Cutaneous Larva Migrans


Also known as … Creeping Eruption, Sand-worm Eruption or Plumber’s Itch

What is Cutaneous Larva Migrans?

Cutaneous larva migrans is an itchy localised skin infestation caused by the penetration and migration of animal hookworm larvae through the skin.

The condition is caused by the larvae of hookworms that infect dogs, cats and other animals.

The infection of a human host usually occurs as a result of lying, sitting or walking barefoot on ground contaminated with animal faeces. The condition remains confined to the outer layers of the skin as the larvae are unable to penetrate the basement membrane to invade the deeper layers.

Warm and humid conditions are conducive to hatching infective larvae. The condition is more common in tropical or subtropical regions such as the northern parts of Australia and tropical Asian countries.

Individuals who come into contact with warm, moist, sandy soil infested with animal faeces are most at risk of developing this condition. This includes barefoot beachgoers and sunbathers, tourists and children who play in sandboxes. Occupations at risk include carpenters, electricians, plumbers, farmers, gardeners and pest exterminators.

Affected individuals may have intense localised itch that begins shortly after the hookworm penetrates the skin. Red, swollen lumps, fluid-filled lumps and/or one or more snake-like tracts appear as the condition progresses. Hundreds of such lesions may be found on a single person.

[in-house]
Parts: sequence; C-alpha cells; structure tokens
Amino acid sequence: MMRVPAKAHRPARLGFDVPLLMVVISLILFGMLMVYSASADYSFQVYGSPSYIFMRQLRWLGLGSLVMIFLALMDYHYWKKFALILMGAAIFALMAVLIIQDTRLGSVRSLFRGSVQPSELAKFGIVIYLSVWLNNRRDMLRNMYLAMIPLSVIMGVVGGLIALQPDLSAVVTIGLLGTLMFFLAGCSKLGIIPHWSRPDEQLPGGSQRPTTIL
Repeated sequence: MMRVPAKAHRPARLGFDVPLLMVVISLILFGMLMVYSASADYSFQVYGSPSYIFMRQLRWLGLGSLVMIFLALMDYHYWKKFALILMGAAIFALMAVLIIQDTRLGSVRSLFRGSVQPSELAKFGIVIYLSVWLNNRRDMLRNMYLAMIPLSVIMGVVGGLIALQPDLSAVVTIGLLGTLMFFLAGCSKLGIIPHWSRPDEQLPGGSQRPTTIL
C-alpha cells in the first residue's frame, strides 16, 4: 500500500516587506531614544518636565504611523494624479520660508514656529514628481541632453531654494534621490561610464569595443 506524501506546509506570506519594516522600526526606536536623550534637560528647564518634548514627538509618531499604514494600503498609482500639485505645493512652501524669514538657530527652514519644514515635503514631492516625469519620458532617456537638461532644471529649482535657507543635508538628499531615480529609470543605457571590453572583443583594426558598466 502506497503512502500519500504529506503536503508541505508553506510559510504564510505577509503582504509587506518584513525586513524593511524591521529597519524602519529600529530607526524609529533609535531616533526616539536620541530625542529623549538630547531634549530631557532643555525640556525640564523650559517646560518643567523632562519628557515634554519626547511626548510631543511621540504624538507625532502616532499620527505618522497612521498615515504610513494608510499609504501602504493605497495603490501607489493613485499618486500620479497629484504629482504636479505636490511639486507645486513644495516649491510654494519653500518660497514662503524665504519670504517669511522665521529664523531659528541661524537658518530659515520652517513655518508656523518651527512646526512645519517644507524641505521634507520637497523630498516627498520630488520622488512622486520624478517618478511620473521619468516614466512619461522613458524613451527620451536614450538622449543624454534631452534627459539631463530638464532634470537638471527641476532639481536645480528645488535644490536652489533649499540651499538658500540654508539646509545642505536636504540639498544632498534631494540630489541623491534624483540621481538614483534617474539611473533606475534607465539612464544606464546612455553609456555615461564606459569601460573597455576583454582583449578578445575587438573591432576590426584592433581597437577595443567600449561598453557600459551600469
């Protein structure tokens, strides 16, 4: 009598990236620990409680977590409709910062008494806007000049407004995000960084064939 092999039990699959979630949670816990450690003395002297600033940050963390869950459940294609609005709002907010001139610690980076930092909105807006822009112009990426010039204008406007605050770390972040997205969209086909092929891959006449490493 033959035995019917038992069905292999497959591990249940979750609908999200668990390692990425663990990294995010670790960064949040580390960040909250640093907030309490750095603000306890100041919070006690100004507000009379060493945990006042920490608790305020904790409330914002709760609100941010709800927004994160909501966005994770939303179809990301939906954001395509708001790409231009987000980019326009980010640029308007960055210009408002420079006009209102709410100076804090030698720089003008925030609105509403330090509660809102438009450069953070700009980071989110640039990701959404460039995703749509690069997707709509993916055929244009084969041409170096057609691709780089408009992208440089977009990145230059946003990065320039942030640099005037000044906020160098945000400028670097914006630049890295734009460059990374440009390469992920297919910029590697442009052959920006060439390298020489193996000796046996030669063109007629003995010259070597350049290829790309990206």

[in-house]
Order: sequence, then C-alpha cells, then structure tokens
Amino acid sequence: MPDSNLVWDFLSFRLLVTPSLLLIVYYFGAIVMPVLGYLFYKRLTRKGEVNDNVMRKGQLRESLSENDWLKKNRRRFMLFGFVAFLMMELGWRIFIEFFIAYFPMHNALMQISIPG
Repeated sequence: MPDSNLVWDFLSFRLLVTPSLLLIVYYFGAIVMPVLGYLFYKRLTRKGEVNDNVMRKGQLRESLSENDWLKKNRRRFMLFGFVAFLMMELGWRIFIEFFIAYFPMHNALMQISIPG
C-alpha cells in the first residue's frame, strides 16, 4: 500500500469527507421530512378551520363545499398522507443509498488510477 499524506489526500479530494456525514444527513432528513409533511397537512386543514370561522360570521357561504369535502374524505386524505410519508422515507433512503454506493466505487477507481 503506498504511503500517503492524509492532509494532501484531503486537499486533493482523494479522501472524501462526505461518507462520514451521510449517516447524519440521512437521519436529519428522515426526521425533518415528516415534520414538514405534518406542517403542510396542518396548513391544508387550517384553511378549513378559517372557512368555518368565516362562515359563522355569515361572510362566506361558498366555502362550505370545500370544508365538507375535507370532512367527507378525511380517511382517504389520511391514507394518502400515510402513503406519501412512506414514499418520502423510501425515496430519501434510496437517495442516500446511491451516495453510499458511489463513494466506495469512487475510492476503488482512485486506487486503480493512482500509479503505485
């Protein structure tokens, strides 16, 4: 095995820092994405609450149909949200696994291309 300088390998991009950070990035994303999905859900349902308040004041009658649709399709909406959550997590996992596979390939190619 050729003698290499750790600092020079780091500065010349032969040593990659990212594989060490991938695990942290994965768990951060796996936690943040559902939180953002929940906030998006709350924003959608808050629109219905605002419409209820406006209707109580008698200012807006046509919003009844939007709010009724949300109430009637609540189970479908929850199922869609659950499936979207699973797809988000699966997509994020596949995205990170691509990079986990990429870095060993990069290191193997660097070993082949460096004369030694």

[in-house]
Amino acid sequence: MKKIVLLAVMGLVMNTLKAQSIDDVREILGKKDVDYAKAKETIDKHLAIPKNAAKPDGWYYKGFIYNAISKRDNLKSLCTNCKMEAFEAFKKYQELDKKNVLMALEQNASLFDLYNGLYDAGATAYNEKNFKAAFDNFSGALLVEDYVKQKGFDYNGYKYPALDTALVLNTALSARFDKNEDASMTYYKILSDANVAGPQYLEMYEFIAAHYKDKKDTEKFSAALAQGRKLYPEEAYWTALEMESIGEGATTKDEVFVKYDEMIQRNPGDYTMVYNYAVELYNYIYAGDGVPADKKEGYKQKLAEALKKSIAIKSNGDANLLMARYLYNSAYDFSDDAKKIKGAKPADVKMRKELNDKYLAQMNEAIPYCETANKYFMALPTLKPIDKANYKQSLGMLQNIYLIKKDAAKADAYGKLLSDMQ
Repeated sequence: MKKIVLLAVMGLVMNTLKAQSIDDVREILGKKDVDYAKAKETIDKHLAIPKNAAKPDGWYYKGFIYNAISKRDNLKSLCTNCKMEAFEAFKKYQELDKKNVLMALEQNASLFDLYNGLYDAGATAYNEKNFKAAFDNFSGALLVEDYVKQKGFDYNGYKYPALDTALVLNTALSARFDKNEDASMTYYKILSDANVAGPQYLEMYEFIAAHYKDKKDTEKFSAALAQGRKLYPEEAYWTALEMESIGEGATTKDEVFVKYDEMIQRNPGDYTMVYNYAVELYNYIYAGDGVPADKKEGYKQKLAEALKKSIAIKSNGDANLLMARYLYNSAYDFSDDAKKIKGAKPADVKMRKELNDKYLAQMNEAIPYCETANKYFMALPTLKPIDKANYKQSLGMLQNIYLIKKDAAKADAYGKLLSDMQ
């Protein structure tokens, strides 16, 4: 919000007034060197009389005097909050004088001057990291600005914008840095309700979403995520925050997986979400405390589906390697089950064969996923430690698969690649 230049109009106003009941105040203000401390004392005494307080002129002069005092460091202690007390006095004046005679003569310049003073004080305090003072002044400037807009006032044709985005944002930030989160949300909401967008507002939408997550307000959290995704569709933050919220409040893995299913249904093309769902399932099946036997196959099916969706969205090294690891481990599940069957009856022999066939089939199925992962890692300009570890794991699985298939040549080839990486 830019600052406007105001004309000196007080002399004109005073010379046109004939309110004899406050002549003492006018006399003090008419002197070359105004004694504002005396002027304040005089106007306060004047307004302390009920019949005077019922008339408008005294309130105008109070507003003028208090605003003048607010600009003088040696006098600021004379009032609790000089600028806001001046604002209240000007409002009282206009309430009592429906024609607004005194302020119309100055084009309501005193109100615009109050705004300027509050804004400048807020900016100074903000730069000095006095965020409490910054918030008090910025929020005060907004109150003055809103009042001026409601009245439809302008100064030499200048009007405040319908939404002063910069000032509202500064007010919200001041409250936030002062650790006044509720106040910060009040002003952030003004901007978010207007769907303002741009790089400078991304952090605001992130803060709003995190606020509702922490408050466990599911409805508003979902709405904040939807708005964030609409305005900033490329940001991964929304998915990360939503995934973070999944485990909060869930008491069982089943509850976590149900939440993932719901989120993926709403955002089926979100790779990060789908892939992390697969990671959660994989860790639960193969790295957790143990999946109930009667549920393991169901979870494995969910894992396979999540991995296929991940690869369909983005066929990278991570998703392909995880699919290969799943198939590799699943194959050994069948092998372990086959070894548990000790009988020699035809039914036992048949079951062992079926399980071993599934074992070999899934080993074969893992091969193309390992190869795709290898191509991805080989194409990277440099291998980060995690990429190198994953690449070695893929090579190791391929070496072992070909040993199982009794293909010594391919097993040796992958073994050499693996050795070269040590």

Non-specific dermatitis, blistering lesions and superimposed bacterial infection may make larva migrans more difficult to diagnose. 

The condition most frequently affects the lower extremities, abdomen or buttocks but any exposed site may be affected.

The condition is self-limiting which means that it resolves spontaneously without treatment.  The time taken to resolve varies considerably depending on the species of larvae involved.  In most cases, lesions will resolve without treatment within 4 to 8 weeks but some may persist for many months.

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The diagnosis is usually based on a clinical examination of the skin. Skin biopsies are sometimes needed.

Prevention is the key.

  • Wear shoes when walking in sandy areas.
  • It is best to lie on sand washed by the tide or use a mattress or chair on tropical beaches visited by dogs.
  • Avoid lying on dry sand, even on a towel.

Even though the condition is self-limiting, treatment is available to shorten its course and to alleviate symptoms.

  • Topical treatments

Early lesions localised to small areas may be treated with topical thiabendazole.

  • Oral medications

Oral medications such as anthelmintics (e.g. ivermectin, albendazole, mebendazole) can provide a reliable cure.

  • Additional treatments
    • Antibiotics may be needed if a bacterial superinfection is present
    • Antihistamines and topical corticosteroids may be used to help relieve itching.

This information has been written by Dr Davin Lim and Dr Heba Jibreal


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